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Economy prompts some enrollment increases

FINGER LAKES—For some adults, it’s not too late to go back to school.
That is what area BOCES and colleges are seeing. Adults are spending time in the classroom once more to learn new skills or get a new degree.
Keuka College in Penn Yan offers vocational training for non-traditional students. Gary Smith, management professor, said the program has been growing since 2000. He said compared to last year, the non-traditional student population has grown 10 percent. Smith said the number of people inquiring about enrolling has also increased. He explained that students are struggling to remain in college if money is tight, especially when balancing work, life, and losing a job.
“For those who can stay in school, they do,” he said. Smith explained the 750 students take classes from 20 different locations. He said that includes 12 hospitals and eight community colleges, from Rochester, to Syracuse, and to Binghamton.
Smith said through Keuka College, adults can get a degree in criminal justice (bachelor’s and master’s), management (bachelor’s and master’s), nursing (bachelor’s and master’s) or social work (bachelor’s). He explained the courses run five to eight weeks long each. When one class is finished, the students take the next for that degree. He said getting a degree can last 16 to 28 months.
“The high school degree used to be the minimum (needed),” said Smith. “Now a bachelor’s degree is the minimum ticket and is fast becoming a master’s.”
Smith said adults are coming back to school at Keuka College to keep up to date in their educations. He said 20 to 35 percent of aid provided actually comes from employers for just that reason.
Cindy Emerson, adult vocational specialist with GST (Greater Southern Tier) BOCES, said people have shown more interest in continuing their education. She explained that the government has provided stimulus money for education. Emerson said Workforce NY helps BOCES provide training for high demand jobs. She explained that list contains office careers, heavy equipment, and health care. She added the electric program is “taking off again” as well. She explained GST BOCES includes three campuses: in Elmira, Painted Post and Hornell.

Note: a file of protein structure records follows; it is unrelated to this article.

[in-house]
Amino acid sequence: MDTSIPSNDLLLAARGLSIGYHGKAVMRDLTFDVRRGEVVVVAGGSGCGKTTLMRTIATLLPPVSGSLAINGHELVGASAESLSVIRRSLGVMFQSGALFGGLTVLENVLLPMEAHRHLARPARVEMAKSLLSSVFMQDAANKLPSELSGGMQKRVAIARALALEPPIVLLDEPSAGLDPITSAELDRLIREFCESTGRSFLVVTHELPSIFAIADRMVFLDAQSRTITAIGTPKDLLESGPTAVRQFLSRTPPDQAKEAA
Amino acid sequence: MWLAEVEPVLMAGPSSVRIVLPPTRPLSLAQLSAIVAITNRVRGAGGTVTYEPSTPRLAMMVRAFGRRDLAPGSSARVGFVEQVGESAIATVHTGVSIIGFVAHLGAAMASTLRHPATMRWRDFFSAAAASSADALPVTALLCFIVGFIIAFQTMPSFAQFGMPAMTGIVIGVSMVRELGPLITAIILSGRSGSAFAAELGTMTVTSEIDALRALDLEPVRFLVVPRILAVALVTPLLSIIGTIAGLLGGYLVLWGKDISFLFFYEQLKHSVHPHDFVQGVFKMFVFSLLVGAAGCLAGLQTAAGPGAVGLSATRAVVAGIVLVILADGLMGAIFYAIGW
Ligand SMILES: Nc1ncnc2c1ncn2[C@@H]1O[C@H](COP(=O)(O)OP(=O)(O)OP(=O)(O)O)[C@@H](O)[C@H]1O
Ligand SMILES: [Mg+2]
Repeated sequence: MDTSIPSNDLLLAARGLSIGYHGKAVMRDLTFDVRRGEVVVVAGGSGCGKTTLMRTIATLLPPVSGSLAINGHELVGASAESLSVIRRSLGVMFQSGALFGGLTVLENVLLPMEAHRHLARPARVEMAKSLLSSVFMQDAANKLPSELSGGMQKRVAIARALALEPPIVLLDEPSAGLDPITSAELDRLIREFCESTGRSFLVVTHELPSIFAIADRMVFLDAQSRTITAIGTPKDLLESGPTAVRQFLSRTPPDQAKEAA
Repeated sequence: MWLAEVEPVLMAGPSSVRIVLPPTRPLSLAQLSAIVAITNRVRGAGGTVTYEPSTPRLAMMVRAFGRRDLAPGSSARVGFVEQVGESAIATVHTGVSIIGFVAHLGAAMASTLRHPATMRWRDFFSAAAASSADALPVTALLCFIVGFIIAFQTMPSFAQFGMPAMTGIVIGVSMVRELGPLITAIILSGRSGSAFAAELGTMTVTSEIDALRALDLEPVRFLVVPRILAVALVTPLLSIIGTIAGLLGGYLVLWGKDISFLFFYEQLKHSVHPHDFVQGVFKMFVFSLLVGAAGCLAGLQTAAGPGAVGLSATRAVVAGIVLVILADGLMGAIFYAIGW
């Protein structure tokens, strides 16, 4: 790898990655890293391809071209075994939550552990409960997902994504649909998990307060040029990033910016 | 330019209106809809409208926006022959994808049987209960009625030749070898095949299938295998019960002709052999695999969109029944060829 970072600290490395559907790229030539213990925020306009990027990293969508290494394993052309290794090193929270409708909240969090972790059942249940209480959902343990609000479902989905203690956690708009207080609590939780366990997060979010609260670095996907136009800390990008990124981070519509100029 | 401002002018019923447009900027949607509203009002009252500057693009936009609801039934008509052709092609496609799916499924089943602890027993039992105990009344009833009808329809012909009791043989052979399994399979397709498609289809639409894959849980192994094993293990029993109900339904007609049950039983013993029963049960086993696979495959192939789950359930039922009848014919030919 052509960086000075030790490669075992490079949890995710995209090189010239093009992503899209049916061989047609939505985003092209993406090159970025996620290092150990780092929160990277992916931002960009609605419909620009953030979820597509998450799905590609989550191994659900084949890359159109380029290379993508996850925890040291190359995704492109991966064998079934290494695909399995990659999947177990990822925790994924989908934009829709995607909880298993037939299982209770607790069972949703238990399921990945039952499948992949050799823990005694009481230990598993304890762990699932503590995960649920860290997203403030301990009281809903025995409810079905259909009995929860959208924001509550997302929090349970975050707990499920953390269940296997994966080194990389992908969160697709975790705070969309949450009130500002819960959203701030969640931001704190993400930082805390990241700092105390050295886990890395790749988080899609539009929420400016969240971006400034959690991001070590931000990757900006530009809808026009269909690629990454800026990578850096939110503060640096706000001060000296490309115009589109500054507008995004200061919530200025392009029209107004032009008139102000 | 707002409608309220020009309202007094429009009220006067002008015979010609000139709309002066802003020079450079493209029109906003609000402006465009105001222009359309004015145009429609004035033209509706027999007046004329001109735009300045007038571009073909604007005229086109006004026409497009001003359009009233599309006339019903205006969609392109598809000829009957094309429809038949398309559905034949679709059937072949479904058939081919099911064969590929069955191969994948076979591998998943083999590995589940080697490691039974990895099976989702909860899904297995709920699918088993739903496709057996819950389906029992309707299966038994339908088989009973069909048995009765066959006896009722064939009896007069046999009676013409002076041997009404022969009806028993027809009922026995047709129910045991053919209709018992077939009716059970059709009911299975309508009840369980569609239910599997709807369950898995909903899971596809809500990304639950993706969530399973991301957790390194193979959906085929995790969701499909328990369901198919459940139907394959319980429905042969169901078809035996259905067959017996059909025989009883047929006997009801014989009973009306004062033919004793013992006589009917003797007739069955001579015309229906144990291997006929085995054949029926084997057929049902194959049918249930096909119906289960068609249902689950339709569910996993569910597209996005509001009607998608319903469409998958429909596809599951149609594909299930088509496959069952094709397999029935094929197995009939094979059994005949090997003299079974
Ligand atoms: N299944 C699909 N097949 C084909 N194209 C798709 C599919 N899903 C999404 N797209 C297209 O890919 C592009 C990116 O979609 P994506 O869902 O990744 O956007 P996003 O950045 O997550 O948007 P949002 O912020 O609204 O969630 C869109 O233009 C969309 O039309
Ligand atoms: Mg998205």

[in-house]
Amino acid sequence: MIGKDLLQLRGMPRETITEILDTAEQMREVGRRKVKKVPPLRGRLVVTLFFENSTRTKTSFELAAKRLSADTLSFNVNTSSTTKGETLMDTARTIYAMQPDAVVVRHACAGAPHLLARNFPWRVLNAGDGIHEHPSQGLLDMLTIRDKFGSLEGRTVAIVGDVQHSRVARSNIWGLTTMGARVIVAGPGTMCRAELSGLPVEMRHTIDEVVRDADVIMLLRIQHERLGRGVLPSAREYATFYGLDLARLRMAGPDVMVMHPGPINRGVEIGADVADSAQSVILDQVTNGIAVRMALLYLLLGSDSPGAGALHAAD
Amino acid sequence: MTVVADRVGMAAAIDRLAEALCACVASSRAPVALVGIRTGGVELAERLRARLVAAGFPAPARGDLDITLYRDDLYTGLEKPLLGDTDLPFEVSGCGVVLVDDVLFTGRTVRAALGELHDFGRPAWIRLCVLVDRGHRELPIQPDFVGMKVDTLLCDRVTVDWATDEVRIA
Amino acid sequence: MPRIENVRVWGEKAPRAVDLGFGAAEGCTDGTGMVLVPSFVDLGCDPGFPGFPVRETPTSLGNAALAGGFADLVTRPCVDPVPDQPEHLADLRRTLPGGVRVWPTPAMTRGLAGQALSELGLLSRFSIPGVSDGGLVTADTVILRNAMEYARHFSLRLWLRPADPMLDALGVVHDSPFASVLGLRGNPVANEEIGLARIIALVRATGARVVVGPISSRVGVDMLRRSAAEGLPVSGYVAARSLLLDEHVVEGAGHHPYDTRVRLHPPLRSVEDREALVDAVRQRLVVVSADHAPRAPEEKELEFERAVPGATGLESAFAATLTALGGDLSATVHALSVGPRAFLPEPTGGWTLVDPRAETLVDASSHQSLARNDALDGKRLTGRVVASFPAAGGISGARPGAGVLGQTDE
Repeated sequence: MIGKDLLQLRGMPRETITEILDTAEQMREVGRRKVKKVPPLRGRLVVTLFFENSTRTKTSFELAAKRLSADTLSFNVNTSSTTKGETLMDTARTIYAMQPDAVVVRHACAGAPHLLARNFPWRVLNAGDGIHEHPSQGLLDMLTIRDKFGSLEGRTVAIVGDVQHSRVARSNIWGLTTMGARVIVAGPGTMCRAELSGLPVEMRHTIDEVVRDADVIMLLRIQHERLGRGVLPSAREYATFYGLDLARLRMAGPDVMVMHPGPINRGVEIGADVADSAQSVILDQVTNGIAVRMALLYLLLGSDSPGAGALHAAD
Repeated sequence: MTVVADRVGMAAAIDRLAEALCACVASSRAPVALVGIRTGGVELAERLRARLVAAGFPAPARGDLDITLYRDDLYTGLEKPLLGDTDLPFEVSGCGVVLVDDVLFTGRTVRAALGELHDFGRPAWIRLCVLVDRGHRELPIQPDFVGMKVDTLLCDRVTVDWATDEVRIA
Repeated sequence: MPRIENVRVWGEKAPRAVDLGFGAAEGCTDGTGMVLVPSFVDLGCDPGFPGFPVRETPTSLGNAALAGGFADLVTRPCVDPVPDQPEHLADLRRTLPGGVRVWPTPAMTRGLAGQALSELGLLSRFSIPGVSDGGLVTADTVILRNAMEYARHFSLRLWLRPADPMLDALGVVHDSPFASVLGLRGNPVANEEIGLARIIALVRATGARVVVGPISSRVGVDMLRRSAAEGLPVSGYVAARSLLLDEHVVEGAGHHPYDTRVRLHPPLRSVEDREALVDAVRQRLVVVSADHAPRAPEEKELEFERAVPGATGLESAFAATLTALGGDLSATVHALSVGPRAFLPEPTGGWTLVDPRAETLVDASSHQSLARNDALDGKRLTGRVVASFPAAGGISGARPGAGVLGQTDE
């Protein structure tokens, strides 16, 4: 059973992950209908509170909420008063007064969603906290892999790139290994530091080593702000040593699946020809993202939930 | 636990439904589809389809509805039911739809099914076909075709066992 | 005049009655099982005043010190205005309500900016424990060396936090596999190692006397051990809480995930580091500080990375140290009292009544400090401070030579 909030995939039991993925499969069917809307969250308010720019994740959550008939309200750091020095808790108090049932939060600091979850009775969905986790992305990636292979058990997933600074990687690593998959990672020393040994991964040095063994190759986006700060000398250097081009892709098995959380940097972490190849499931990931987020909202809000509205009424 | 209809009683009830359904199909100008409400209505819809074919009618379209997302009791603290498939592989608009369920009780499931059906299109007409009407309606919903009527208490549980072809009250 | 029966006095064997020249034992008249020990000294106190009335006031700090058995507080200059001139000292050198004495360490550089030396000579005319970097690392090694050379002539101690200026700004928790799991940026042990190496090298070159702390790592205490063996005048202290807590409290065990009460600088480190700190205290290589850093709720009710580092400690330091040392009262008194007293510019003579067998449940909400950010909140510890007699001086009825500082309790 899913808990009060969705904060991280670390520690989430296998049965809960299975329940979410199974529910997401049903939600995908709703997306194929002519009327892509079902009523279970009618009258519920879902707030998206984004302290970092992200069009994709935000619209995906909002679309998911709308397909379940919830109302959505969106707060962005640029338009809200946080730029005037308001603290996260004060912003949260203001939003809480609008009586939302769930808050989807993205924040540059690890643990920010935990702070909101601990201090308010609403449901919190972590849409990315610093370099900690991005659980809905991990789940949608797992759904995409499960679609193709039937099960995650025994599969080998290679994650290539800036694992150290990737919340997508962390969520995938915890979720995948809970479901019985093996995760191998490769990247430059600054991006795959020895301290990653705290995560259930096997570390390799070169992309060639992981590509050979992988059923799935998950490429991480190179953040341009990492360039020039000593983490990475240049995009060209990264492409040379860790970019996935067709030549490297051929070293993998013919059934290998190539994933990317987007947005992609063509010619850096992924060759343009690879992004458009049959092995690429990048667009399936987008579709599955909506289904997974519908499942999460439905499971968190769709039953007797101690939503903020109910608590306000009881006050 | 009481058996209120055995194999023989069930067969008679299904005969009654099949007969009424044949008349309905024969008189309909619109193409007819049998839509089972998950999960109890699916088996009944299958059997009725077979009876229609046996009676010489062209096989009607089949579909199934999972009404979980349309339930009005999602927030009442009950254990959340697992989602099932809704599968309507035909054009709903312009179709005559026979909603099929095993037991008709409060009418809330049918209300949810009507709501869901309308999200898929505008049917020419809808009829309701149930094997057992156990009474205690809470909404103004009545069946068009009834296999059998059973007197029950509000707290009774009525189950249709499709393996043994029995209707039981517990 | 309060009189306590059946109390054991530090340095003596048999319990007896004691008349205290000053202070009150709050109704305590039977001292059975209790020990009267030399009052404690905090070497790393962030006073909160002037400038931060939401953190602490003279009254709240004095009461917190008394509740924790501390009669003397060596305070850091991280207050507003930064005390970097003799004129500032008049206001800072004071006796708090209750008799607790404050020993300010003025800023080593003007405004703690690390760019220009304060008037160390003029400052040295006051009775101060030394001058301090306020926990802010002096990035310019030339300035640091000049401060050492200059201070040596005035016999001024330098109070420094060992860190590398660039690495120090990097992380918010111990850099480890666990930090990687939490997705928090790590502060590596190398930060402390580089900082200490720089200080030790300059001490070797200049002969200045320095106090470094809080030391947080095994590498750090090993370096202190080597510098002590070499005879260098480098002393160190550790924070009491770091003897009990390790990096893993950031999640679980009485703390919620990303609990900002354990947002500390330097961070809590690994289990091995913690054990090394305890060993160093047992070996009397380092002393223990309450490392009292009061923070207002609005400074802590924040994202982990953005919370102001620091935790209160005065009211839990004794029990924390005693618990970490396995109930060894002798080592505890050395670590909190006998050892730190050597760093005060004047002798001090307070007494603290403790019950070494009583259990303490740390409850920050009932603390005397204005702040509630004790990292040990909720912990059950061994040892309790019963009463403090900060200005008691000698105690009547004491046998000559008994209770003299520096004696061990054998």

Emerson said one indication of more people making use of BOCES is that the heavy equipment class has had to find more machinery to use and offer more hours. She said the class is for obtaining CDL (commercial driver’s licenses) A or B, needed for operating vehicles like dump trucks. She said the class had to borrow a truck from another BOCES campus, and rent a trailer for use at another campus. She said there are 150 people on the waiting list for the next Licensed Practical Nurse (LPN) program in March. Emerson nursing is a job in high demand.
However, Emerson could not say enrollment had gone up because BOCES still has the same number of students because of limited class sizes.
Emerson added the age of the average BOCES student has also increased some. She explained BOCES serves people ages 18 and up, but the median age range for BOCES continuing education students is 30 to 50 years old.
“Some people are losing their jobs in their 50s and 60s,” she said.
Lenore Friend, community affairs specialist for Finger Lakes Community College, said unlike elsewhere, the number of non-traditional students each year has stayed constant. She said for the fall of 2007 35 percent of students were over 21. In the fall of 2008 that group of students made up 34 percent of the college population. She added though that with the increase in unemployment and stimulus funds, there is more of a demand for continuing education. Friend said one of FLCC’s more popular courses is for certified nursing.
“It attracts older, displaced workers,” she said, adding that this is because there is such a high demand for it.
Another trend Friend said she is seeing is older students taking online courses. She explained doing that allows them to work around other responsibilities like work and family.

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